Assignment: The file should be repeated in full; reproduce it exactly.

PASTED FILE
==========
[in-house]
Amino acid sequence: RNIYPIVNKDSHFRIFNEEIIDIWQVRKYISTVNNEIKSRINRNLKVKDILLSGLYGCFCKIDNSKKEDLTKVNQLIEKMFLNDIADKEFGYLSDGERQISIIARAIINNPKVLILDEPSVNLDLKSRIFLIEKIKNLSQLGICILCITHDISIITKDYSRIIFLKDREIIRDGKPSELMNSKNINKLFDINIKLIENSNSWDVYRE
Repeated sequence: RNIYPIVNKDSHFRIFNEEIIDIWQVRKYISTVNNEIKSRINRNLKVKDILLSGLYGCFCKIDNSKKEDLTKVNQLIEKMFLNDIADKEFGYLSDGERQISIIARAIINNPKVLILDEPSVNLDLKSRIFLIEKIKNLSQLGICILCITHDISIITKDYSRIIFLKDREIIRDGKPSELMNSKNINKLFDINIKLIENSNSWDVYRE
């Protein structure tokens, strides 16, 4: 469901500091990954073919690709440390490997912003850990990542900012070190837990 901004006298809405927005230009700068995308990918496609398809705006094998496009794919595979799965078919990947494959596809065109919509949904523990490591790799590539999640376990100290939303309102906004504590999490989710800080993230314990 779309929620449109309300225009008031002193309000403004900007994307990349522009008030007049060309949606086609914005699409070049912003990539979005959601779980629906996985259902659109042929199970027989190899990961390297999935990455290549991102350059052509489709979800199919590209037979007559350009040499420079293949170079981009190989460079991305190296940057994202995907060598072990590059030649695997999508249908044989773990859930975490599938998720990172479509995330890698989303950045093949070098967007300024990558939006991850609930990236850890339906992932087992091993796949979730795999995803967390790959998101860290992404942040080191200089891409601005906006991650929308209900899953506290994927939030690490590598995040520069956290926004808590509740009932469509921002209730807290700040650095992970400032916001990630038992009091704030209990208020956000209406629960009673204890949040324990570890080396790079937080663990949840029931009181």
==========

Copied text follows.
[in-house]
Amino acid sequence: RNIYPIVNKDSHFRIFNEEIIDIWQVRKYISTVNNEIKSRINRNLKVKDILLSGLYGCFCKIDNSKKEDLTKVNQLIEKMFLNDIADKEFGYLSDGERQISIIARAIINNPKVLILDEPSVNLDLKSRIFLIEKIKNLSQLGICILCITHDISIITKDYSRIIFLKDREIIRDGKPSELMNSKNINKLFDINIKLIENSNSWDVYRE
Repeated sequence: RNIYPIVNKDSHFRIFNEEIIDIWQVRKYISTVNNEIKSRINRNLKVKDILLSGLYGCFCKIDNSKKEDLTKVNQLIEKMFLNDIADKEFGYLSDGERQISIIARAIINNPKVLILDEPSVNLDLKSRIFLIEKIKNLSQLGICILCITHDISIITKDYSRIIFLKDREIIRDGKPSELMNSKNINKLFDINIKLIENSNSWDVYRE
């Protein structure tokens, strides 16, 4: 469901500091990954073919690709440390490997912003850990990542900012070190837990 901004006298809405927005230009700068995308990918496609398809705006094998496009794919595979799965078919990947494959596809065109919509949904523990490591790799590539999640376990100290939303309102906004504590999490989710800080993230314990 779309929620449109309300225009008031002193309000403004900007994307990349522009008030007049060309949606086609914005699409070049912003990539979005959601779980629906996985259902659109042929199970027989190899990961390297999935990455290549991102350059052509489709979800199919590209037979007559350009040499420079293949170079981009190989460079991305190296940057994202995907060598072990590059030649695997999508249908044989773990859930975490599938998720990172479509995330890698989303950045093949070098967007300024990558939006991850609930990236850890339906992932087992091993796949979730795999995803967390790959998101860290992404942040080191200089891409601005906006991650929308209900899953506290994927939030690490590598995040520069956290926004808590509740009932469509921002209730807290700040650095992970400032916001990630038992009091704030209990208020956000209406629960009673204890949040324990570890080396790079937080663990949840029931009181």